Men's Health

From forehead kisses to final wishes

From forehead kisses to final wishes

As health care workers, we’re trained to be prepared for the worst. But this year has presented us with struggles none of us could’ve ever anticipated.

My name is Diane. I’m a care manager in the pediatric cardiac intensive care unit at Advocate Children’s Hospital in Oak Lawn. My role involves face-to-face interaction with families on a daily basis. That is, until COVID-19 changed everything.

I love our patients. So much so that I used to be known as the “kissing nurse” because I gave all the babies a big red kiss on the forehead. That is something I miss horribly.

COVID has not only changed our practices and protocols. It’s eradicated some of our most intimate moments with patients and families. The compassion and love we have for our patients is just as important as the medical care we provide.

But we’re not letting go of any of it. We just come up with creative alternatives. I now draw big red lips on the outside of my masks to let parents know I’m still sending the same message but in a different way.

Our patients feel like our own children, and their families our own. We celebrate victories right alongside them, and we hurt when they do.

One patient who lies heavy on my heart is a teenager who was in severe respiratory and cardiac failure, which then led to kidney failure. He was being maintained on a ventilator and had asked that nothing more be done to him. Along with the palliative care team and our cardiac intensive care team, I made sure this patient received his final wish of going home.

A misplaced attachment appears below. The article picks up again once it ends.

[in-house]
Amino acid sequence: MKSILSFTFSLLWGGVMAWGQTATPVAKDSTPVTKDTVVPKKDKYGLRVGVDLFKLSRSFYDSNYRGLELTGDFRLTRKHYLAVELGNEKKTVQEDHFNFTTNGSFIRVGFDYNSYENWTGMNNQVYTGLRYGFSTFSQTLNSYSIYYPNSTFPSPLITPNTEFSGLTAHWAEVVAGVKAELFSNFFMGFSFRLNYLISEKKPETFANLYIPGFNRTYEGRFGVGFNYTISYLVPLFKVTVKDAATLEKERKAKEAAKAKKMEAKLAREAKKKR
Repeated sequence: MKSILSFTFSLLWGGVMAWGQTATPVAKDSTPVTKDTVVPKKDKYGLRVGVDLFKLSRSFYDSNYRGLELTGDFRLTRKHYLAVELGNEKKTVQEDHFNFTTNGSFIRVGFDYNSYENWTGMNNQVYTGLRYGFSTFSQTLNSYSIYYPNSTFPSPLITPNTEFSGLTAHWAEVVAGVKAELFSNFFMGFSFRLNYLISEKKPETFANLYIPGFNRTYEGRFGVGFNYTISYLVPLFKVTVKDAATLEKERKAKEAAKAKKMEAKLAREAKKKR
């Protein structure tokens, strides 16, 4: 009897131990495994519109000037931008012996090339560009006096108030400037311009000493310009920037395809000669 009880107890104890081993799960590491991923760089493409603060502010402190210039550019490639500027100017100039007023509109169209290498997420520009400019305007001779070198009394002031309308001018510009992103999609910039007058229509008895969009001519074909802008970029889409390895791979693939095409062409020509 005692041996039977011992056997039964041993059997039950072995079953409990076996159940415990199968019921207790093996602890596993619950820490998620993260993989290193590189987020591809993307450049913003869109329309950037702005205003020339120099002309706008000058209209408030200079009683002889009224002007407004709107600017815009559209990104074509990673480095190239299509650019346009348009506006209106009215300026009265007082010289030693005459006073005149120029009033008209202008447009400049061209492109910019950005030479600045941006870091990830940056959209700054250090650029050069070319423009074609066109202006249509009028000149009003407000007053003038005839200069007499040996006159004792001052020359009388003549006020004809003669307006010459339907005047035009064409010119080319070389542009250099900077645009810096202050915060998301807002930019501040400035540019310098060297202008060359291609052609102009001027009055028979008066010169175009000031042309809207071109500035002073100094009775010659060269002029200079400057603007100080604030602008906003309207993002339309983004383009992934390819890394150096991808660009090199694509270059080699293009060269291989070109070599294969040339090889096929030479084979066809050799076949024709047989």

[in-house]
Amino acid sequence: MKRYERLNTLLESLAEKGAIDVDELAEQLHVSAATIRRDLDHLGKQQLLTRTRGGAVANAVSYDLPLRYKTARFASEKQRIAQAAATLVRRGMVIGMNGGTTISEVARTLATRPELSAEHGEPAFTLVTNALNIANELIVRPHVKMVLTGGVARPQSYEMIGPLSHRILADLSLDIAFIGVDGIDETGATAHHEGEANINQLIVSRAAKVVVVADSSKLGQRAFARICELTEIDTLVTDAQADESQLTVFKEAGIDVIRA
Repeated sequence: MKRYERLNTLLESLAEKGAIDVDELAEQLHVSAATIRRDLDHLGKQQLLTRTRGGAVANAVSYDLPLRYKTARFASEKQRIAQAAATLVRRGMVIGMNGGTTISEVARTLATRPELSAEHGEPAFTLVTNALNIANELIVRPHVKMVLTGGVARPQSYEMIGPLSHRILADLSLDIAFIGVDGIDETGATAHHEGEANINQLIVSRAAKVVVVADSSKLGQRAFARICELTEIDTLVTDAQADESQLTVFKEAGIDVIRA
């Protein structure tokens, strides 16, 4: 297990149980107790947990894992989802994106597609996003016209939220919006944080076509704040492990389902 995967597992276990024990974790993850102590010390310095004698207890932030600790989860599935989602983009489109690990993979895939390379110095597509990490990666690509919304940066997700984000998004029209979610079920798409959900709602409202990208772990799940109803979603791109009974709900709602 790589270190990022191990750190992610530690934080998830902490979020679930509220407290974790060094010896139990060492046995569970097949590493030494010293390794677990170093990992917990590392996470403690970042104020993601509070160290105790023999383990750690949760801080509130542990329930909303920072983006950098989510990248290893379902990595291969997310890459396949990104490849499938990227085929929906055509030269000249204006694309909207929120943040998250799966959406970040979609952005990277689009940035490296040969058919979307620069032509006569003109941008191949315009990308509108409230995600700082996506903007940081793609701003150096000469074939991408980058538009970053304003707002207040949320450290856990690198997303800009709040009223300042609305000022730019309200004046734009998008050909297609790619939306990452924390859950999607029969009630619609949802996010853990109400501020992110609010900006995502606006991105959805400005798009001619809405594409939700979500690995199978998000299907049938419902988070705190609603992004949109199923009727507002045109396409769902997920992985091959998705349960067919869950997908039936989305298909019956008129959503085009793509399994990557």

Within just 20 minutes of arriving home, surrounded by family members and with his cat snuggled in his lap, the patient passed away. Despite the tragic outcome, his parents were grateful this occurred the way their son wanted.

I’ll never stop advocating for our patients and families and making sure we do everything we can for them. Whether it’s a socially distanced “kiss” on the forehead or working against the clock to help a child in their final moments, I’ll do whatever it takes.

Diane Clifton is a care manager in the pediatric cardiac intensive care unit at Advocate Children’s Hospital – Oak Lawn.

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